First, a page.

SmartDBA can now handle all major databases

BMC Software has added IBM's IMS mainframe database to the platforms supported by its SmartDBA family of products, completing a...

BMC Software has added IBM's IMS mainframe database to the platforms supported by its SmartDBA family of products, completing a two-year mission to provide tools for managing all of the major databases from a single, web-based console.

SmartDBA System Administration for IMS is due for release next month and provides a tool for all of the basic IMS database administration tasks. It joins similar BMC tools for both the mainframe and distributed versions of IBM's DB2 database, and tools for managing databases from Oracle, Microsoft and Sybase.

BMC launched an effort about two years ago to provide a single console that could be used to manage several database types. With enterprises trying to minimise IT costs while also juggling several database platforms, a console that provides a similar interface for managing them all could prove popular, said Richard Ptak, an analyst at Ptak, Noel & Associates.

"The costs of maintaining a collection of different databases spread around the enterprise with multiple tools are too high. Also, maintaining expertise in multiple different tools is inefficient and expensive," he said.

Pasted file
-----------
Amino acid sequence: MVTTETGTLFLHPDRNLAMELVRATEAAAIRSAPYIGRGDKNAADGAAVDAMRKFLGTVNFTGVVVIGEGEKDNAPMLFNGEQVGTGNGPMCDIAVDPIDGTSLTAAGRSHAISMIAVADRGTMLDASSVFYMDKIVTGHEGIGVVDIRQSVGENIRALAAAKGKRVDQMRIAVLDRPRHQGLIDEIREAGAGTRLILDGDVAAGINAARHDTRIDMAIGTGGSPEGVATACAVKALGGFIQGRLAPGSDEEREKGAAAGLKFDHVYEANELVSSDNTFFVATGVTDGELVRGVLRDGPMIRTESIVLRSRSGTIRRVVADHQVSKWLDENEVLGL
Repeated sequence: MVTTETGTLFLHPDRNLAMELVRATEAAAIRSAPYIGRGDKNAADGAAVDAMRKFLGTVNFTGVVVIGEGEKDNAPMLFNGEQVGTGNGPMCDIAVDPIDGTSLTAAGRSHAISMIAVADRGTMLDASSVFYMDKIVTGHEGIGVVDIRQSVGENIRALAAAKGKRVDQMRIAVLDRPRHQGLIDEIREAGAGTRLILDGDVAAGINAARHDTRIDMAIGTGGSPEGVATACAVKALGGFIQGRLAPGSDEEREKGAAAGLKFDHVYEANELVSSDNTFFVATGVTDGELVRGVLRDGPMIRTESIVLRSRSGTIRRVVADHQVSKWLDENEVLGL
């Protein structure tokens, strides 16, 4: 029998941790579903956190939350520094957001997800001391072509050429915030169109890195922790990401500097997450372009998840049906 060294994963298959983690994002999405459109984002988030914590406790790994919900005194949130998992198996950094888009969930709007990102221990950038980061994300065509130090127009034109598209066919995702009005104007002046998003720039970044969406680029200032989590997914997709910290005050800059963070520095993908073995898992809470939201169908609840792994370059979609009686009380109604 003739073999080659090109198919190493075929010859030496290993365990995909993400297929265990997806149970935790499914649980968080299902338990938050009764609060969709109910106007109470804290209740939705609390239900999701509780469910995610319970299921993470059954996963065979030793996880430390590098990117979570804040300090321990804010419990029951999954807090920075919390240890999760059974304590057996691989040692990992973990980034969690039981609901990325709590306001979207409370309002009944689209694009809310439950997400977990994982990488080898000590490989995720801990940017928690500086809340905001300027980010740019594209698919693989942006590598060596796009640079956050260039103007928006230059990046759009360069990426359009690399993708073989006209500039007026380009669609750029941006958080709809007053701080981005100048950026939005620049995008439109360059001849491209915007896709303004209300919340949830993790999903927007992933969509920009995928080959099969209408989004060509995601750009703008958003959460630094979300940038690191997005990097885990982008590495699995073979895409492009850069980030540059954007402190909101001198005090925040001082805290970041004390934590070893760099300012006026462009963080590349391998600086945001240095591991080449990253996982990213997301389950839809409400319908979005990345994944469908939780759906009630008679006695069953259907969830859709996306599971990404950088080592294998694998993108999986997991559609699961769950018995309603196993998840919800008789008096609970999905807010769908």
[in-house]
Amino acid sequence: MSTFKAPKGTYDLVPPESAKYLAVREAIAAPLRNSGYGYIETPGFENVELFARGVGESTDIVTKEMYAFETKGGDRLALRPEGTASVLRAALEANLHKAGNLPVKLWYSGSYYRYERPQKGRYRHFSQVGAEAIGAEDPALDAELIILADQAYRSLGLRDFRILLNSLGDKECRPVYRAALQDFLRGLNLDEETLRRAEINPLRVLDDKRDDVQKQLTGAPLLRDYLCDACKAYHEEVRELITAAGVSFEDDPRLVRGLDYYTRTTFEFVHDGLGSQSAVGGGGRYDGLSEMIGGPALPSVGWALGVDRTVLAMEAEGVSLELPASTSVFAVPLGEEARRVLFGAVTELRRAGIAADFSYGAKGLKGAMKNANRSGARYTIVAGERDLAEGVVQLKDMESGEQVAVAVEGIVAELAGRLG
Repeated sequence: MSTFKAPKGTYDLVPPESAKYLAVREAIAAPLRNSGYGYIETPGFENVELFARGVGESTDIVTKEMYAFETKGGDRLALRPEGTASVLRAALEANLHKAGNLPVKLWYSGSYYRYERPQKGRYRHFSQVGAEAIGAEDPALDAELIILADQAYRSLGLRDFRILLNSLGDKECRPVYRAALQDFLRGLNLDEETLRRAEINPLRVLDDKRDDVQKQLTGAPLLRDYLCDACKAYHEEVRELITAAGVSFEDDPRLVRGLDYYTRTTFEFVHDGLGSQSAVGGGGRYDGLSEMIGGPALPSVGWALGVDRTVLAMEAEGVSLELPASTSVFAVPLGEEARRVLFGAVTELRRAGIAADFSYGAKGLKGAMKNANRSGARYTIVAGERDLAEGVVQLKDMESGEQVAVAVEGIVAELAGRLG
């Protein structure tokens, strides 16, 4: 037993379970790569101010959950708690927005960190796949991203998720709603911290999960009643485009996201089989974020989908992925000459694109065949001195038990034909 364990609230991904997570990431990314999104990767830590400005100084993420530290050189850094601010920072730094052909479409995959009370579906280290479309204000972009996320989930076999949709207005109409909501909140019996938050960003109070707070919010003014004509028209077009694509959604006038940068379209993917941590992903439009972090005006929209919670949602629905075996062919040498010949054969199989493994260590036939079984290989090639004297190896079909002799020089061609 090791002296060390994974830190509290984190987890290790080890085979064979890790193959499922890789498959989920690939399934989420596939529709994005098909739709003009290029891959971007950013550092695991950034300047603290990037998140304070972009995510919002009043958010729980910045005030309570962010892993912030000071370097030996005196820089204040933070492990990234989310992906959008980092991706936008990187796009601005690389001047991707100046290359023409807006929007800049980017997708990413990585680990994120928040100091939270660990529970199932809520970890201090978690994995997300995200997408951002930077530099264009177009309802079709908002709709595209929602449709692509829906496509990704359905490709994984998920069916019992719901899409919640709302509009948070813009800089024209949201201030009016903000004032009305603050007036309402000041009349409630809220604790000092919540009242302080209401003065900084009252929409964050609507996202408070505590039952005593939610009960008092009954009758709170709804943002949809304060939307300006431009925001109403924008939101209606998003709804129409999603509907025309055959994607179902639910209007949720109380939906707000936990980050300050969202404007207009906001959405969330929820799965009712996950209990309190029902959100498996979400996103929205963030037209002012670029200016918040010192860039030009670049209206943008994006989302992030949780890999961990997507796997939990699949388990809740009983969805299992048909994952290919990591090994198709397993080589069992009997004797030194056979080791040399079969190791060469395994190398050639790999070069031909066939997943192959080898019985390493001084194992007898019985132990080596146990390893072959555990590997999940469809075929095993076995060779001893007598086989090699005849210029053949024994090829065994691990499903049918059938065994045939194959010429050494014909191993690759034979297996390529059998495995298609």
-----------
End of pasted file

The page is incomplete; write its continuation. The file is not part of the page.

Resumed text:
Computer Associates International and IBM have been increasing their investments in mainframe management tools, he said. BMC's other chief competitor is Quest Software.

SmartDBA could be particularly useful when it comes to mainframe databases, Ptak said. These are typically managed today through so-called green-screen products which work quite differently from the intuitive, graphical tools for managing more modern, relational databases such as Oracle 10g and Microsoft's SQL Server.

But fewer database administrators are being trained in mainframe systems; only two universities in the US still offer a full mainframe curriculum, according to Devon Shows, BMC director of strategic planning. So tools that make it easier for those accustomed to relational databases to learn how to manage mainframes should be welcomed by customers, he said.

"The current guys are more than happy to use BMC's tried and tested green-screens. But if you take an Oracle DBA and say 'We need to cross-train you on IMS and DB2,' these guys are used to GUI tools, web apps and Windows, that's what they've grown up with," Shows said.

SmartDBA won't turn relational DBAs into mainframe experts overnight, Shows acknowledged, and BMC has tried to conceal some of the complexities of mainframe management from SmartDBA users, in part to reduce the chances that they could do harm. "You've got a lot of rope there and you have to make sure people don't hang themselves," he said.

James Niccolai writes for IDG News Service

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